In episode 8 of the “Islam on the Edges” podcast, our host Dr. Ermin Sinanovic talks with Dr. Aliyah Khan and Dr. Kenneth Chitwood about the Muslims of the Caribbean.
There is a country with a relatively small Muslim minority, at only 7 percent, yet a Muslim is its president. The country is Guyana, a small Caribbean country in the north of Latin America. Another country in the region, Trinidad and Tobago, witnessed an attempted coup in 1990, led by a Muslim leader, Yasin Abu Bakr. These attention-catching examples point to the vitality and relevance of Islam in the Caribbean. But the presence of Muslims in the Caribbean is much more than politics. In fact, politics constitutes a minor manifestation of the Muslim faith, cultures, histories, and legacies in the region.
Welcome to episode 8 of Islam on the Edges channel of the Maydan Podcast, a project by the Abu Sulayman Center for Global Islamic Studies at George Mason University in Virginia. I host Dr. Aliyah Khan and Dr. Kenneth Chitwood in this special episode.
Ermin SinanovicThe episode discusses the coming of Islam to the Caribbean, Muslim diversity, ethnolinguistic differences, material and cultural production, significant historical developments, Muslim politics, and knowledge production. Muslims of the Caribbean is a growing community due to the continued conversion to Islam in the region. This wide-ranging episode briefly introduces this Muslim community’s rich history, legacy, and present.
Aliyah R. Khan is Director of the Global Islamic Studies Center (GISC), and Associate Professor in the Department of English Language and Literature, and the Department of Afroamerican and African Studies, at the University of Michigan, Ann Arbor. Her book Far from Mecca: Globalizing the Muslim Caribbean (Rutgers University Press 2020) is the first academic monograph on the comparative literature, music, and histories of enslaved African Muslims and indentured South Asian Indian Muslims in the Caribbean. Dr. Khan’s academic and creative writing also appears in publications including GLQ, the Caribbean Review of Gender Studies, Caribbean Quarterly, the Journal of West Indian Literature, Pree: Caribbean Writing, and Guernica. Her interviews on Caribbean and U.S. Islam and Muslim culture have appeared on and in National Public Radio, the Washington Post, Religion News, American Muslim Today, The Polis Project, the Black Agenda Report, Sapelo Square, and Chicago’s Radio Islam.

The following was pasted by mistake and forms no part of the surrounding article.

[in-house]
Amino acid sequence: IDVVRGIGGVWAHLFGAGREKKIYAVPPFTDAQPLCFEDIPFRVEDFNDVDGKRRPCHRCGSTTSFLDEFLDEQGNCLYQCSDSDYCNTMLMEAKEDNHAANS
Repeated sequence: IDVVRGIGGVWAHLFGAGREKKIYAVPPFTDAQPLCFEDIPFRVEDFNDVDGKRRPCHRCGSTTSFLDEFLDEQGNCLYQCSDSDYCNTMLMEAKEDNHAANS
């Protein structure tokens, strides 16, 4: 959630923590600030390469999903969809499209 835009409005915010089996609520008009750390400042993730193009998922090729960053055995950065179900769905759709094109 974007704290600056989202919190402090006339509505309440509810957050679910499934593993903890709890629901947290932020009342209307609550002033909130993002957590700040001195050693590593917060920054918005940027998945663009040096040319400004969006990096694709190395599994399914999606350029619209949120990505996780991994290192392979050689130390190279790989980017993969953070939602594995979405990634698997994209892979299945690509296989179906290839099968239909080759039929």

Ken Chitwood is a Senior Research Fellow with the Muslim Philanthropy Initiative (MPI), an initiative of Lake Institute on Faith and Giving and the Lilly Family School of Philanthropy at IUPUI. He is also conducting research on the interesections of ethnography and journalism with the University of Southern California’s Center for Religion and Civic Culture’s Engaged Spiritality Project. He is the author of the Religion News Association Best Nonfiction Book, The Muslims of Latin America and the Caribbean (Lynne Rienner, 2021).